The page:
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From an engagement and getting innovation out into wider business point of view, Industrial Research has been fronting footing it quite a bit in the past 18 months.

The Crown Research Institute has continued its play of getting its 'brains' out into the business sector with yesterday's launch of 'Scientist for a Day'.

This initiative, where businesses who might have a process, product or a general problem/challenge, can have a scientist (or engineer for that matter) pop along to their premises - free - for a day (though that can actually be split up across two or three days if required).

Given that IRL is New Zealand's major concentration of applied chemistry, physics, mathematics and process engineering R&D, it strikes sticK as being an excellent offer.

Often businesses are so involved with busy-ness, they don't have the opportunity to explore options.

And sure, the objective for IRL is to increase its own commercial business beyond that obtained from government science funding.

But isn't that what the 'I' part of the new Ministry of Science and Innovation is all about - that is, cranking up the production of new, novel, price-making rather than price-taking goods and services?

The SFAD idea came out of a group of scientists taking part in a leadership programme that IRL's had in place for the past two or so years.

It could almost be regarded as a sibling to the What's Your Problem New Zealand? competition won by Resene last year, where the paint company won $1 million of research into producing a non-oil (in fact carbohydrate-based) paint base.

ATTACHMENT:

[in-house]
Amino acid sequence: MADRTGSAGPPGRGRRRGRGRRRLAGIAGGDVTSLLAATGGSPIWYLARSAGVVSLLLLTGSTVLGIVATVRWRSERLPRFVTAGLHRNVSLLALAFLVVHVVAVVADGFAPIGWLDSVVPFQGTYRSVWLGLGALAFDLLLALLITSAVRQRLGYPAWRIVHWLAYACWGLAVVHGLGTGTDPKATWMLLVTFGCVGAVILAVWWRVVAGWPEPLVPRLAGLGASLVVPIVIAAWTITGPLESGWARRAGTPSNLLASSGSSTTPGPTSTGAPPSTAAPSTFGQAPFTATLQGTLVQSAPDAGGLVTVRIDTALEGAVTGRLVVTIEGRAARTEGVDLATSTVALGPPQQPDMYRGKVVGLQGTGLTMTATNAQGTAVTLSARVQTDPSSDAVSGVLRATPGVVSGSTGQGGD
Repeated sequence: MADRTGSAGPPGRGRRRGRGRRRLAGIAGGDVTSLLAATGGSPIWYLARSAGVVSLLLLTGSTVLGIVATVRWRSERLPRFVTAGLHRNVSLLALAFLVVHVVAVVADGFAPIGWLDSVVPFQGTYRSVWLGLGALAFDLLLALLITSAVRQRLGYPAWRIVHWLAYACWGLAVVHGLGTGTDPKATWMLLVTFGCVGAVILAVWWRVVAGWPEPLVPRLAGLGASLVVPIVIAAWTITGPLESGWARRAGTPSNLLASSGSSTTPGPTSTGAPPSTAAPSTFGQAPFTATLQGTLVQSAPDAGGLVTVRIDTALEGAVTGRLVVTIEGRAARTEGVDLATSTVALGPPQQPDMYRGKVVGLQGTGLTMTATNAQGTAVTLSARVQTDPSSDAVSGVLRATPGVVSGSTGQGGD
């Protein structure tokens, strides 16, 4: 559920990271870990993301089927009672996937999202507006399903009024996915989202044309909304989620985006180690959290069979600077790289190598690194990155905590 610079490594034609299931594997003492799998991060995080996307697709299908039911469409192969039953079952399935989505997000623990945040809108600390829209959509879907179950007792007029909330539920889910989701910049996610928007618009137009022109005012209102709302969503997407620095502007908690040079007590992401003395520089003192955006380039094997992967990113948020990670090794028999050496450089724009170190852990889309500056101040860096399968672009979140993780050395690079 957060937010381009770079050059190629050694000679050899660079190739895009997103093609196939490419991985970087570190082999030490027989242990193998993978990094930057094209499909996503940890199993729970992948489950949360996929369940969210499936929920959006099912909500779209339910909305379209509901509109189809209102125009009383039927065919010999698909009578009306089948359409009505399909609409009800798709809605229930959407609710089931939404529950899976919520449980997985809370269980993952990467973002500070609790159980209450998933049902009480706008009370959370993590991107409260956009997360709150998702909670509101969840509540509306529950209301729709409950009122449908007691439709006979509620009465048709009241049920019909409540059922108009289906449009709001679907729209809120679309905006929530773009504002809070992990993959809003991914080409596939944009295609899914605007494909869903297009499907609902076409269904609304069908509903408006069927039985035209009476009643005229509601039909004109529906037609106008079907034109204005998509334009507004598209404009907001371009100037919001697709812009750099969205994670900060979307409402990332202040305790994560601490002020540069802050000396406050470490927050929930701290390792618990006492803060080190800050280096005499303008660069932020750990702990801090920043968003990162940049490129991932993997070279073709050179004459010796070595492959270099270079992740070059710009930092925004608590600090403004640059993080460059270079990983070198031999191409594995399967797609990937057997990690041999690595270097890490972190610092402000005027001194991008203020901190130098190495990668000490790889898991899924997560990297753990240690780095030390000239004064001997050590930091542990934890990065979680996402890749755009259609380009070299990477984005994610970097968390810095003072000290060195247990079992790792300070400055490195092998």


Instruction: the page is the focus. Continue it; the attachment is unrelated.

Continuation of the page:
Organic chemist Ralf Schwoerer was one of the presenters at the launch - in part reflecting that about half of IRL's scientists are originally from outside New Zealand.

In the leadership programme, "we asked ourselves, why not get our technical people to go out and talk with industry," Schwoerer says.

And so it is, and businesses of any size are being invited to register their interest via IRL's website (register here).

As BusinessNZ chief executive Phil O'Reilly commended (though as one of the SFAD's sponsors you wouldn't expect any less), "this is an original, fresh idea."

O'Reilly also made the comment that with regards to innovation and business, "something is in the air."

"Businesses are seeing innovation as a method of competitive advantage for them. Businesses realise they can't cost-cut their way to success, and in looking for a more effective way of competing are looking to add to their income line."

For a country with thin capital markets, a long way away from many of its markets, new and novel products are a key way to achieve enhanced income. IRL clearly sees part of its role as helping the country - working for its greater good even.

Applications to have a SFAD come and visit a business are open till June 30.

A measure of its success will be over-subscription.

Now, wouldn't that be a good problem, no challenge, for IRL to have!

Who are you going to call……well, a scientist actually!

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